Date: September 15, 2020
Indigenous Peoples, local communities, and Afro-Descendant Peoples (IP, LC & ADP) — roughly 2.5 billion people — customarily manage over 50% of the global land mass, but governments currently recognize their legal ownership to just 10% (RRI, 2015). Fortunately, there has been progress in addressing this historic injustice in recent years as governments have begun to pass legislation and achieve court decisions to recognize the historic and customary use and ownership of these lands. A recent stock-taking finds that since 2002, at least 14 additional countries have passed legislation that require governments to recognize these rights. Similarly, there have been positive national and regional level court decisions in numerous countries supporting the formal recognition of the collective land and forest rights of Indigenous Peoples, local communities, and Afro-descendant Peoples. RRI research demonstrates that if only 7 countries implemented these new laws, policies, and court decisions, over 176 million hectares would be transferred from government to Indigenous, local community, and Afro-descendant ownership, benefitting over 200 million people (RRI, 2018).
The progress on the legal front demonstrates the exceptional opportunity for countries and the global community to address this long-standing abuse of human rights. Unfortunately, legal frameworks for recognition of collective tenure rights are often not implemented, as governments and their societies often lack the financial resources, organizational capacities, or political interest to implement these laws and court decisions. This agenda has also never been a high priority of the international development community – though there is a history of investment by some multi-and bilateral donors in collaboration with governments and local communities that has generated important experience and lessons.
Increased understanding and appreciation in recent years of the role of secure Indigenous and community land rights in protecting forests and ecosystems has generated new interest, and new possibility, to make progress on this long-standing human rights crisis. Research shows that legally recognized Indigenous and community lands and territories store more carbon, have lower emissions, and have significantly lower deforestation rates than lands owned by other actors and cost less to establish and maintain than conventional protected areas. It is now well recognized by the global scientific community as well as climate and biodiversity conservation sectors that insecure, contested, and unjust land and forest tenure undermines international efforts to protect, sustainably manage, and restore ecosystems essential to the realization of climate, conservation, and sustainable development goals.
For these reasons, a growing number of governments and development organizations are increasingly interested in identifying opportunities to accelerate and scale-up the recognition and strengthening of Indigenous Peoples’, Afro-descendant Peoples’, and local communities’ rights over their forests, lands, territories, and resources.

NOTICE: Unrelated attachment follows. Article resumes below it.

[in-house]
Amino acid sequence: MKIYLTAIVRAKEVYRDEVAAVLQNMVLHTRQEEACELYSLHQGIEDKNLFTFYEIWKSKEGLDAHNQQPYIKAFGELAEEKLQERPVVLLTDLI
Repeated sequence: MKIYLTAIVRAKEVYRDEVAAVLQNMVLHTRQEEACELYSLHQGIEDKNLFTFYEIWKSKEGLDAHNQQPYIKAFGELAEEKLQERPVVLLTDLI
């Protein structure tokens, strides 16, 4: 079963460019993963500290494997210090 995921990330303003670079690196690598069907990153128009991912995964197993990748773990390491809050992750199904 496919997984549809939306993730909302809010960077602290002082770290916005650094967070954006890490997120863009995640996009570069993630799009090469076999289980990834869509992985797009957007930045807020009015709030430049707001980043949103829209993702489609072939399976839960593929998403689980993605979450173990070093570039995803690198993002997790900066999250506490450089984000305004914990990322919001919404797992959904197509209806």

The purpose of this report is to facilitate greater investment by governments, development, climate, and conservation organizations in projects to formally recognize the land and forest rights of local communities, Afro-descendant Peoples, and Indigenous Peoples. This report is an independent, and expert, high-level scan of the status of country readiness for investments to secure these rights, prioritizing countries that are members of the Forest Carbon Partnership Facility (FCPF), an international initiative to help governments reduce deforestation and thereby mitigate climate change. This report is designed to facilitate awareness and identify potential opportunities for investment by these and other governments, the supporters of the FCPF, and other potential donors, and provide a simple framework for monitoring the status of readiness for such investments over time. This “Opportunity Framework” enables an open access tracking of country and global progress on the global imperative of recognizing local peoples’ collective land rights. The assessments are intentionally independent to increase the objectivity and candidness of the analysis and judgements, and thereby give an unvarnished view of the current situation in each country.
The logic of this report, and the Opportunity Framework tool itself, is that the results of this scan are indicative rather than deterministic. It is hoped that, depending on the interest of the potential donor or government, they would invest greater effort in conducting further due diligence before choosing to invest. Following this same logic, this report is followed by a second, deeper and more operational, analysis of these same questions in collaboration with the FCPF, for a selected set of FCPF member countries. The results of this work will be posted on a website and regularly updated to continue to provide information to those interested in investing in securing Indigenous Peoples’, local communities’, and Afro-descendant Peoples’ forest and land rights.
The focus of this report, and the Framework itself, is limited to formal recognition of land and forest rights (i.e. delimitation, mapping, registry, etc.). It does not assess the important and subsequent steps of strengthening community or territorial governance, the enforcement of these rights by governments, or the capacities necessary to enable Indigenous, local community, and Afro-descendant organizations to manage or exploit their resources or engage in enterprises or economic development activities – all of which are essential for sustained and self-determined conservation and development. This Framework focuses on the first step in this longer process.